“In the short term, we’d have been way better off with McAdoo, a Hall-of-Famer,” (Portland executive VP) Harry Glickman said. “In the long term, we never would have gotten Walton, and we might not have won a championship (in 1976-77). Funny how things work out sometimes.”
Gumbel read a local newspaper account at the time, which called Martin “an emotional basket case over his own inability to prove his worth as the No. 1 draft choice.”
Martin says he rejected several offers to play professionally in Europe. He returned to Portland after his release by the Sonics, told Gumbel his failure in the NBA “took away a lot of the self-esteem I had. I had the makings of an ulcer. I’d go home crying sometimes. Here I am, a grown man, crying.”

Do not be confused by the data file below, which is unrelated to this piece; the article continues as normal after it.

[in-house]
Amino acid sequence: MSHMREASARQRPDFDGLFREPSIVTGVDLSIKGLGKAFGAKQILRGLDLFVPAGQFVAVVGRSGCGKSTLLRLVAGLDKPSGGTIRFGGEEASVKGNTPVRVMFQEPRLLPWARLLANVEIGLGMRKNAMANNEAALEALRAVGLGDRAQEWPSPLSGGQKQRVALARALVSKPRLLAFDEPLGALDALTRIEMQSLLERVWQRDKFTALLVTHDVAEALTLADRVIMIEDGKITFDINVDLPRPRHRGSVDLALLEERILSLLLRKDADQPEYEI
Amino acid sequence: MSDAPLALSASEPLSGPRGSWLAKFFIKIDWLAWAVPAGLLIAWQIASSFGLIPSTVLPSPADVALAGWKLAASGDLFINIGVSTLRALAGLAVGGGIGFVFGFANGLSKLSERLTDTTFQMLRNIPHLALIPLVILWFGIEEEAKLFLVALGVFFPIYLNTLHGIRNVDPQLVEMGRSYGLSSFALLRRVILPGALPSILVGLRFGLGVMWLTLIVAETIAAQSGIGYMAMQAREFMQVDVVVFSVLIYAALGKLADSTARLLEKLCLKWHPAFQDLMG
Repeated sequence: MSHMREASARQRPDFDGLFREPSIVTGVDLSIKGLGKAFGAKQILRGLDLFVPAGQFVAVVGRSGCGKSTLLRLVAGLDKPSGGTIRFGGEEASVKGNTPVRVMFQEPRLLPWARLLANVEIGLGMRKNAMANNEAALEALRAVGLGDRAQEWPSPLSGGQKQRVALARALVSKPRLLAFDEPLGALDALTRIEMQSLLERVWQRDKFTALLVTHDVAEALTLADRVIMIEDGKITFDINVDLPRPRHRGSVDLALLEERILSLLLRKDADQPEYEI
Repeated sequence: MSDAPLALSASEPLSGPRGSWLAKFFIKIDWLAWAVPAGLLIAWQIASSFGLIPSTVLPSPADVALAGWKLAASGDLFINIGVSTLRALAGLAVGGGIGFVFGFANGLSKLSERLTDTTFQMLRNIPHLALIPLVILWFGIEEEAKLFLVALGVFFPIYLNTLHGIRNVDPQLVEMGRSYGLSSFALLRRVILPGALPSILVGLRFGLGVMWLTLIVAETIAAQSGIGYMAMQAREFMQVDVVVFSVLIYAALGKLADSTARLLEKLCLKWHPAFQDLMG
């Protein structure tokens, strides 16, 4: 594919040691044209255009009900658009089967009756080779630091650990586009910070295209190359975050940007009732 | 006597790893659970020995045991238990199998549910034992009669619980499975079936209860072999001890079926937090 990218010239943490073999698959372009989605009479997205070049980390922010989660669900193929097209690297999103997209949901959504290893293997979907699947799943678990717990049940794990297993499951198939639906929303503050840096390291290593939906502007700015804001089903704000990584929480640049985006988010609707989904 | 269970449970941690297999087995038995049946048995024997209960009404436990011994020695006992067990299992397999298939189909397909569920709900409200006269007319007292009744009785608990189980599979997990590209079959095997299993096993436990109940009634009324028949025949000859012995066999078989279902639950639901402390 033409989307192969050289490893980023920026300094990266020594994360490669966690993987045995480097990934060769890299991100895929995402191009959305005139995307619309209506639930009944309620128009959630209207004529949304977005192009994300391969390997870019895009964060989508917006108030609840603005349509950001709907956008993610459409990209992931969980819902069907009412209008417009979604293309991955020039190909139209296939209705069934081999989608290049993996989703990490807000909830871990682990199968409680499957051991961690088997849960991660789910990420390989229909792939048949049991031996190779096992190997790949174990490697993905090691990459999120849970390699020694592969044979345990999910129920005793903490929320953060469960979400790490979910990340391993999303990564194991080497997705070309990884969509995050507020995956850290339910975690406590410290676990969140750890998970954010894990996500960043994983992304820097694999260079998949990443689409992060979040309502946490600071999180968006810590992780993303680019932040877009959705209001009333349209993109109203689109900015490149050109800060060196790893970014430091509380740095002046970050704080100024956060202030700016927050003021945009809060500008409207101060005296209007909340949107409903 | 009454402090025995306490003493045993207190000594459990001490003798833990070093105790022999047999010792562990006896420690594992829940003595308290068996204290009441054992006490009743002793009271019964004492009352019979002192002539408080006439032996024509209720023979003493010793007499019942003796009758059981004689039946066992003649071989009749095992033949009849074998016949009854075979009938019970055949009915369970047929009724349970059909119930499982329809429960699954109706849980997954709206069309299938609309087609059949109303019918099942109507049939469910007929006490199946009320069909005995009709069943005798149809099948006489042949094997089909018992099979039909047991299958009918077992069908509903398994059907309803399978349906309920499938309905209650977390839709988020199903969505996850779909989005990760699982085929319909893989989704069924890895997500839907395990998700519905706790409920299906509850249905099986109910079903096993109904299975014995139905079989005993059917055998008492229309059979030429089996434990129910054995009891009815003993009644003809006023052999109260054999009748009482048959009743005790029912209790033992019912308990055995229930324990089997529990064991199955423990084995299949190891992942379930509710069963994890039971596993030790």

He was at his Portland home drinking the night the Blazers clinched the NBA title with a Game-6 victory over Philadelphia at the Coliseum.
“I was crushed,” Martin told Gumbel. “Oh boy, that hurt.”
Though Eggers takes pains to point out (as does the HBO piece) that Martin has long since fashioned a successful career with United Parcel Service, he also eager to point out that while “Blazer fans remember Sam Bowie’s selection over Michael Jordan in 1984 with unbridled disdain, for historical perspective, Martin over Bob McAdoo was probably worse.”